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The Evolution of Eyelashes

Have you ever wondered when the first strip lash was worn and how they blew up to be such a big beauty trend? It seems that we are used to all of the hype surrounding the strip lash and haven’t had much thought about it’s earlier history. 



There is still quite a bit of debate surrounding who really did invent the strip lash, but its earliest debut started in the 1900’s

In 1911 Anna Taylor, a Canadian woman, first patented artificial lashes. Her eyelashes used a section of fabric that was implanted with the tiniest hairs. Flash forward to 1915 a hairdresser named Karl Nessler sold eyelash services that were similar to Anna Taylor’s in his salon. 

It wasn’t until 1916 when the strip lash made waves in society. A famous hollywood director D.W.Griffith was filming Intolerance and had a look at the main actress in the film Seena Owen and decided that something about her look was missing.  Griffith wanted Owen’s eyelashes to look “supernatural” in order to match the style of the film. The set’s wigmaker was told to glue human hair lashes onto Owen’s lash line with glue. As you might expect, Owen did suffer a reaction from the glue that was used on her lash line.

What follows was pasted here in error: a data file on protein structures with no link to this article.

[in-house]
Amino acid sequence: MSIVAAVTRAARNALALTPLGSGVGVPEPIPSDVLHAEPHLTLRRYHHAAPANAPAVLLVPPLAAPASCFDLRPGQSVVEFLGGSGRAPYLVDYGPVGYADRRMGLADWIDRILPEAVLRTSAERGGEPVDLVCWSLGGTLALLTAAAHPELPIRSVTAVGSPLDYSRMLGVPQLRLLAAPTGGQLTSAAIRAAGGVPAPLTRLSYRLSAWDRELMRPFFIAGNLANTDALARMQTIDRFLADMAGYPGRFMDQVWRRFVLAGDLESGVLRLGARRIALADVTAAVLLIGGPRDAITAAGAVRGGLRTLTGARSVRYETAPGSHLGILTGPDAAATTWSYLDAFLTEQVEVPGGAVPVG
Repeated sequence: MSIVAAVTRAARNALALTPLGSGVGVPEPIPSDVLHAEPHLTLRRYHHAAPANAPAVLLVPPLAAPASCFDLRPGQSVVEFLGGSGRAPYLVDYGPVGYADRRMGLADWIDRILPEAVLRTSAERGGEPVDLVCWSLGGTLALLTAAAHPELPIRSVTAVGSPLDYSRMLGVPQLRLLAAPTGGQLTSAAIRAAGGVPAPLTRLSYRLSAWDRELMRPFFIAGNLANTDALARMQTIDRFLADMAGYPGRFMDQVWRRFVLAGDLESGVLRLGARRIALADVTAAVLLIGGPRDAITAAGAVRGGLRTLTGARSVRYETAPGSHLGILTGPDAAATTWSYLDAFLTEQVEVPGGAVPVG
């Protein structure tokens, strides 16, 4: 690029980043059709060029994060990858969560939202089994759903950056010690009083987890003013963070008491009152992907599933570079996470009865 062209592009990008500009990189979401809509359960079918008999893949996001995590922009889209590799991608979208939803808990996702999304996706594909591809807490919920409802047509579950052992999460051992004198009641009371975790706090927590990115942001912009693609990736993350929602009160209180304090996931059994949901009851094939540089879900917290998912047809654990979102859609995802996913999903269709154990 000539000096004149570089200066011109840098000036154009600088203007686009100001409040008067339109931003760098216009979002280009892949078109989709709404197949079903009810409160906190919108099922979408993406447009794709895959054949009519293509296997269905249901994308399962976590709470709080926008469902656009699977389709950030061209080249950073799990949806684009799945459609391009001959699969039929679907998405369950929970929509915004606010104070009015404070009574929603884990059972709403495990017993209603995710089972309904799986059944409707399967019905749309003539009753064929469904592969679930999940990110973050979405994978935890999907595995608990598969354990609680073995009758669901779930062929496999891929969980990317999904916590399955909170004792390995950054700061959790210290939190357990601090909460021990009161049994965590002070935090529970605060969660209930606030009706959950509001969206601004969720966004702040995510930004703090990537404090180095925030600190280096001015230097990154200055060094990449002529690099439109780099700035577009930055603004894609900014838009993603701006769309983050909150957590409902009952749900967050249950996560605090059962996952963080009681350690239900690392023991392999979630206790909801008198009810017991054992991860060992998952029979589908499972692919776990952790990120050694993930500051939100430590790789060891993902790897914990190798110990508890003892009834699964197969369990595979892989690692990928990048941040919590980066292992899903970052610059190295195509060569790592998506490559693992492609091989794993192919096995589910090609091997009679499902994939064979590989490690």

1920’s - 1930’s:

Men started to suspect that women were taking measures to enhance their eyelashes, and there were many comments made that stated men should not trust women, because they are purchasing enhancements. These men disliked the look of these lashes and began bashing the new look. 

Many people were still skeptical of fake eyelashes during this decade, and mainly women in the fashion/film industry were purchasing them. It wasn’t until 1930 when Vogue gave their approval of the new look by featuring ads in the magazine for artsy lash strips that had gold and platinum beads throughout. 


1940’s - 1950’s:

During this decade we saw more Hollywood starlets flaunting their fake eyelashes. These were women like Marilyn Monroe and Rita Hayworth and they would wear them during photoshoots in order to create the look of a larger, more dramatic eye.  

In the 1950’s they decided to introduce a plastic version of the strip lash and moved away from human hair and fabric.



Glamour was the big focus of the 1940s and ‘50s but in the 1960s makeup took a turn into adventure and innovation. The model Twiggy was at the center of this movement and her signature look was scouting large eyelashes that accentuated her already naturally big eyes. She wore fake eyelashes during her normal day to day life but also was known for having her lashes painted directly onto her face as well.